ADHD studies

ADHD Linked To Aging Dads, Acetaminophen Use In Recent Studies

ADHD (Attention Deficit Hyperactivity Disorder) is being linked to aging dads and acetaminophen in recent studies related to the behavior condition.

One of the most common neurological disorders that affect children, ADHD is the inability to focus, being over active, and being unable to control behavior, or a combination of all of these in relation to a person’s age and development.

In a recent study, Indiana University researchers in collaboration with medical researchers from Karolinska Institute in Stockholm, found that men who wait until 45-years of age to become fathers give their babies a higher risk of developing ADHD and other mental issues such as schizophrenia, autism, and low IQ.

The study conducted in Sweden examined all births between 1973 and 2001 and found that a baby born to a man older than 45-years-old was 25 times more likely to have bipolar disorder, 13 times more likely to have ADHD, three-and-one-half times more likely to have autism, two-and-one-half times more likely to have suicidal behavior or a substance abuse problem, and twice as likely to have a psychotic disorder such as schizophrenia, when compared to kids born to a 24-year-old father.

To top all of those risks, children born to older fathers also have an increased probability of having academic problems.

Study author Dr. Brian D’Onofrio — an associate professor in the department of psychological and brain sciences at Indiana University Bloomington — said in a statement:

“We are shocked by the findings. The specific associations with paternal age were much, much larger than in previous studies. In fact, we found that advancing paternal age was associated with greater risk for several problems, such as ADHD, suicide attempts and substance use problems, whereas traditional research designs suggested advancing paternal age may have diminished the rate at which these problems occur.”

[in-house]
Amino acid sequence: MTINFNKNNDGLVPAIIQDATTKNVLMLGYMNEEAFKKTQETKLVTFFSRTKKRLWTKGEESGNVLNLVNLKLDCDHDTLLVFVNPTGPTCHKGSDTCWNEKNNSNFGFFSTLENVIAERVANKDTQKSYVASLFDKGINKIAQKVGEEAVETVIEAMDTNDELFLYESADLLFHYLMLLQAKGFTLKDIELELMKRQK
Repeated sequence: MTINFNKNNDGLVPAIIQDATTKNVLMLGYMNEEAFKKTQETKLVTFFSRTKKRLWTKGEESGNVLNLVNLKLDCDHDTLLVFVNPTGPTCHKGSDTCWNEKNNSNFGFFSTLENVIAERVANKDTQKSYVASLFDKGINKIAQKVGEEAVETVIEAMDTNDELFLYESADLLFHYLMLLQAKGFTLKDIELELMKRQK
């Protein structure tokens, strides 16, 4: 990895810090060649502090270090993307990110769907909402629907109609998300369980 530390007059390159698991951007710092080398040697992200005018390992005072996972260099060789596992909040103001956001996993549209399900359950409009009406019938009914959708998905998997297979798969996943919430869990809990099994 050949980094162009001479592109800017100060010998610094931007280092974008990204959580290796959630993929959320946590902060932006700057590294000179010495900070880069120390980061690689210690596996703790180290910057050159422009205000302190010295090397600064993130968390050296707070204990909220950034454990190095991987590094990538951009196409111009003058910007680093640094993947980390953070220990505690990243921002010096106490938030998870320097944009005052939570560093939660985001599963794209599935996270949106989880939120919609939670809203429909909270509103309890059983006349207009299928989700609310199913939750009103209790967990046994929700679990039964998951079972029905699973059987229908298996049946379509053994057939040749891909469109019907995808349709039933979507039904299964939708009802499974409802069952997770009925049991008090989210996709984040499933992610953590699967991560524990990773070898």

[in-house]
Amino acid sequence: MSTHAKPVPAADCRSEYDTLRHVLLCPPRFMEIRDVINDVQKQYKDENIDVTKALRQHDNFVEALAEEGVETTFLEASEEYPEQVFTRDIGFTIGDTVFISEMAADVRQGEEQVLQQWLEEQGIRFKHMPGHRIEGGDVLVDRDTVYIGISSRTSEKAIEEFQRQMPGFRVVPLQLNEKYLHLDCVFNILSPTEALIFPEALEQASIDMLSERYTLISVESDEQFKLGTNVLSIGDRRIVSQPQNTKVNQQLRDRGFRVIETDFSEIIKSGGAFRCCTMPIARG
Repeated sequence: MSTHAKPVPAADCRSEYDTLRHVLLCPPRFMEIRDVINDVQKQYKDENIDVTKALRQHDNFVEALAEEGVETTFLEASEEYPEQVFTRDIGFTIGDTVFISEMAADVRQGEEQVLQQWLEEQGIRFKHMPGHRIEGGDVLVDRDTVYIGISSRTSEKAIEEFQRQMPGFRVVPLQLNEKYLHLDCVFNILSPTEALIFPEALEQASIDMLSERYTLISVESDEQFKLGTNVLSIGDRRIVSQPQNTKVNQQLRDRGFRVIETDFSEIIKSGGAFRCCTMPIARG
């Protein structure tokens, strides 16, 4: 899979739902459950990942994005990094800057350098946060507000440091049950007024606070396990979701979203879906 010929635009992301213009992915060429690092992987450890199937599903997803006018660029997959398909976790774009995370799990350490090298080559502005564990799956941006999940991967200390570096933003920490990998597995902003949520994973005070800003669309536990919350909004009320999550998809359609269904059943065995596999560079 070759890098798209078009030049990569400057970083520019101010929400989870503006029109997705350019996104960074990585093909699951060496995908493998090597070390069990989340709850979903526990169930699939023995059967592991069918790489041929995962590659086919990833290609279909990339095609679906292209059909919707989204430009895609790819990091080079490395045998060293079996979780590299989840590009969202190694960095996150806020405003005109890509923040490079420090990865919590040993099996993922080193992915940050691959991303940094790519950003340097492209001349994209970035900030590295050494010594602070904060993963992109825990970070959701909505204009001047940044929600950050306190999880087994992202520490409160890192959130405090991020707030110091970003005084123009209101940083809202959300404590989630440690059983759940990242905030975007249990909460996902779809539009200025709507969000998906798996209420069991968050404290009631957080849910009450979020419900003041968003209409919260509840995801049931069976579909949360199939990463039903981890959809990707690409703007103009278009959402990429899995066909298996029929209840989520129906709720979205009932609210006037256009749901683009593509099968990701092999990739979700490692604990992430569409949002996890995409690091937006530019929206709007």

D’Onofrio adds that even though the more advanced age of fathers greatly increases the risk of disorders such as ADHD, not every baby born to a man over 45 will suffer from the condition, but it confirms other research that points to age as a contributing factor for serious problems for the child.

In a separate study that came out this week, researchers at UCLA and at Aarhus University in Denmark say that women who use acetaminophen during pregnancy also give their babies an increased risk of having ADHD, however there is no indication using the drug causes the disorder.

The study looked at 64,322 children and mothers between 1996 and 2002 and found that more than half, or 56 percent of mothers, reported using acetaminophen during pregnancy.

Babies born to these mothers were 37 percent more likely to be diagnosed with hyperkinetic disorder (HKD) — a severe form of ADHD –, 29 percent more likely to be prescribed ADHD medications, and 13 percent more likely to exhibit ADHD-like behaviors at age 7.

Researchers also note the acetaminophen link to ADHD was more intense for women who used the medication during more than one trimester of pregnancy, and also increased the more frequently it was used.

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